Ten Years On, Banking’s Post-Crisis Evolution

A decade is a favorite demarcation point in taking stock and looking forward, in looking at where something has been, where it is and where it is headed.

Business is no different – specifically in this case, banking.

We’re looking backwards after some banking regulations were eased this past year – surely you know of Dodd-Frank – and from this vantage point, one might wonder how we got here.

The years 2008-2018 have been nothing if not transformative – at least borne out in some numbers. The tipping point, of course, was with Lehman. But like a glacier, Lehman was only the visible part of a system marked by high leverage and the churn that takes place with derivatives trading, asset-backed securities sliced and diced into pools – and, of course, a housing market that required little to no proof that borrowers could actually pay their mortgages. The bailouts that followed are well-known.

Amid a cascade of events, the government stepped in and arranged the Bank of America Merrill Lynch buy. It also brought tens of billions of dollars of fresh capital to the banks, with marquee names such as JPMorgan Chase and Wells Fargo among the recipients.

In fact, here is a starting point for thinking about how banking has changed. Among the most important changes may be the fact that the common equity that is held by banks – a measure of what owners (that would be shareholders), well, own – has improved, and markedly so. For the biggest firms, as noted by The New York Times, that tally has gone from $630 billion a decade ago to $1.1 trillion today. By holding more capital, banks have a buffer against shocks.

And in a report from the Bank for International Settlements’ (BIS) Committee on the Global Financial System, focused on structural changes in banking, the data shows that this ratio has increased from less than 6 percent amid U.S. banks, for example, to roughly 10 percent today.

The capital structure strengthening has come amid regulations that are commonly known as Basel, which stem from a global framework stretching back to 2010, and which outline capital adequacy, liquidity risk and stress testing.

And, of course, here in the States, regulation writ large has helped transform banking. Dodd-Frank was signed into law in 2010 against a backdrop that saw inflation at about 9.9 percent, where foreclosure filings went from a bit more than 717,000 in 2006 to as many as 2.8 million in 2010, before tapering off to about 676,000 last year, as estimated by ATTOM Data Solutions.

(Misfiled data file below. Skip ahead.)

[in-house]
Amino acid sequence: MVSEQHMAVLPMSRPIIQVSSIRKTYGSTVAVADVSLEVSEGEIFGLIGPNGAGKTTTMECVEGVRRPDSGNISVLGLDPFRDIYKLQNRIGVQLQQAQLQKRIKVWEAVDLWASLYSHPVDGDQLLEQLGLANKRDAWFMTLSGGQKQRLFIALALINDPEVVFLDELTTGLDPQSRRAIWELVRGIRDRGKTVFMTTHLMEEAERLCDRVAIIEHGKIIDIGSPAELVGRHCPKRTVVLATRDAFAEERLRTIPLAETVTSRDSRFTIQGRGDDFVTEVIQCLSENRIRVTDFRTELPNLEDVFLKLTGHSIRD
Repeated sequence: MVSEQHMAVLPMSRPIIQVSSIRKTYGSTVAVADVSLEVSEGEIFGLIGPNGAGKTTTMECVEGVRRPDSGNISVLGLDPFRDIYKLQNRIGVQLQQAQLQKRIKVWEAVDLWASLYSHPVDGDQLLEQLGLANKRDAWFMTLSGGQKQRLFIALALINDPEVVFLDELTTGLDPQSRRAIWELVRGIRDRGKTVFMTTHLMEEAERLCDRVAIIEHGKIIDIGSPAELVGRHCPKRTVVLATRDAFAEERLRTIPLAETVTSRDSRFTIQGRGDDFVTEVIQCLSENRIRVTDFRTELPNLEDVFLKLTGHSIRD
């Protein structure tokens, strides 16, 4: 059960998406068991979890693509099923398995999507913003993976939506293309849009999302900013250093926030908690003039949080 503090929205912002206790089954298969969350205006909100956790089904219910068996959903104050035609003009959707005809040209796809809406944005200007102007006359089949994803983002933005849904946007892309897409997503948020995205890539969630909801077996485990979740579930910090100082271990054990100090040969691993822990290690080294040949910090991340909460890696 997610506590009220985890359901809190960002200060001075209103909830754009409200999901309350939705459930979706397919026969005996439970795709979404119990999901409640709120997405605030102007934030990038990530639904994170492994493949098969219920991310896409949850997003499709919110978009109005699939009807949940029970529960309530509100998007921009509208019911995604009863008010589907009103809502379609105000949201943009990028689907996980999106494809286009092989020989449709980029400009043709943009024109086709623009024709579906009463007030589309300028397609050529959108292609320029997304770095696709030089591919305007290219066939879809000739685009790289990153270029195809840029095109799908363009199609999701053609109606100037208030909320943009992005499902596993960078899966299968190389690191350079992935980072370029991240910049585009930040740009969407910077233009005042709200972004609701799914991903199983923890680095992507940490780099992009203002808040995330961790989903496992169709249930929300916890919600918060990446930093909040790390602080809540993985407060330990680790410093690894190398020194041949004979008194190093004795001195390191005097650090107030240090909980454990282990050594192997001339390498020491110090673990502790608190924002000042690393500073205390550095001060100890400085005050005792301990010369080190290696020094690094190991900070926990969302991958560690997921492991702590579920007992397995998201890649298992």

Dodd-Frank, of course, sought to keep the banking system under a tighter rein, eyeing the fact that in the immediate term, past regulators and indeed the whole banking system had to grapple with the “too big to fail” problem.

So in the wake of that, the capital requirements got a boost, and Dodd-Frank mandated that banks had to keep a relatively higher proportion of investments in liquid assets – eying, perhaps, the possibility of future bank runs. Thus among the largest players, the mandates have been that they have had to keep as much as 3 percent of shareholders’ equity in cash or liquid securities.

In direct impact to banking, Dodd-Frank also limited “prop” (or proprietary) trading at banks, which was meant to limit risky trading (this is tied to the Volcker Rule).

And, of course, Dodd-Frank also created the Consumer Financial Protection Bureau (CFPB), with the intent to shield consumers from unfair and even harmful financial products and services. The continuing battle over the CFPB – its executive structure and even its very existence – have been well-documented in these virtual pages. Between 2011 and last year, the CFPB has received more than 1.2 million complaints about financial services and products, returning $12 billion in restitution to individuals.

The Evolution, Still Evolving

The shift has been a palpable one, as the BIS has noted that in terms of structural changes, net interest revenue has risen at the expense of securities-derived revenue and “other” revenue line items.

And amid what seems a sanguine economic environment – marked by record corporate profits, an appetite for lending (more on this later) and low unemployment – in May, President Donald Trump signed legislation known as S. 2155, which in fact rolls back some of the provisions in Dodd-Frank. The threshold for what makes a bank “systemically important” (remember that idea of “too big to fail?”) and subject to, say, stricter capital requirements has been changed to $250 billion in assets, up from a prior threshold of $50 billion. And for the smaller banks, the Volcker Rule is one from which they are exempt. Also, smaller banks have seen some easement of requirements tied to what is known as a “qualified mortgage,” which provides lenders with legal protection from homeowners who may later claim they’d been extended mortgages they could not carry.

Beyond other provisions have remained that affect how we have banked and borrowed in the wake of the financial crisis: The Credit CARD Act of 2009, as CNBC noted this week, includes disclosures that have become more detailed, and retroactive interest rate increases have been banned, while fees have been capped.

Low interest rates (a function of monetary policy) have remained in place. That means debt has blossomed. And as the BIS noted, lending growth has been strong, relatively across the board. Overall debt has returned to pre-recession levels, with one caveat: Banks may be eyeing risk a bit differently as 27 percent of corporate debt has been extended to highly leveraged firms, compared to 42 percent in 2007. Household debt is 19 percent higher than the crisis nadir, now at more than $13 trillion.

A decade past the crisis, the appetite for debt has clearly returned – perhaps giving us pause to ponder what we’ve learned.


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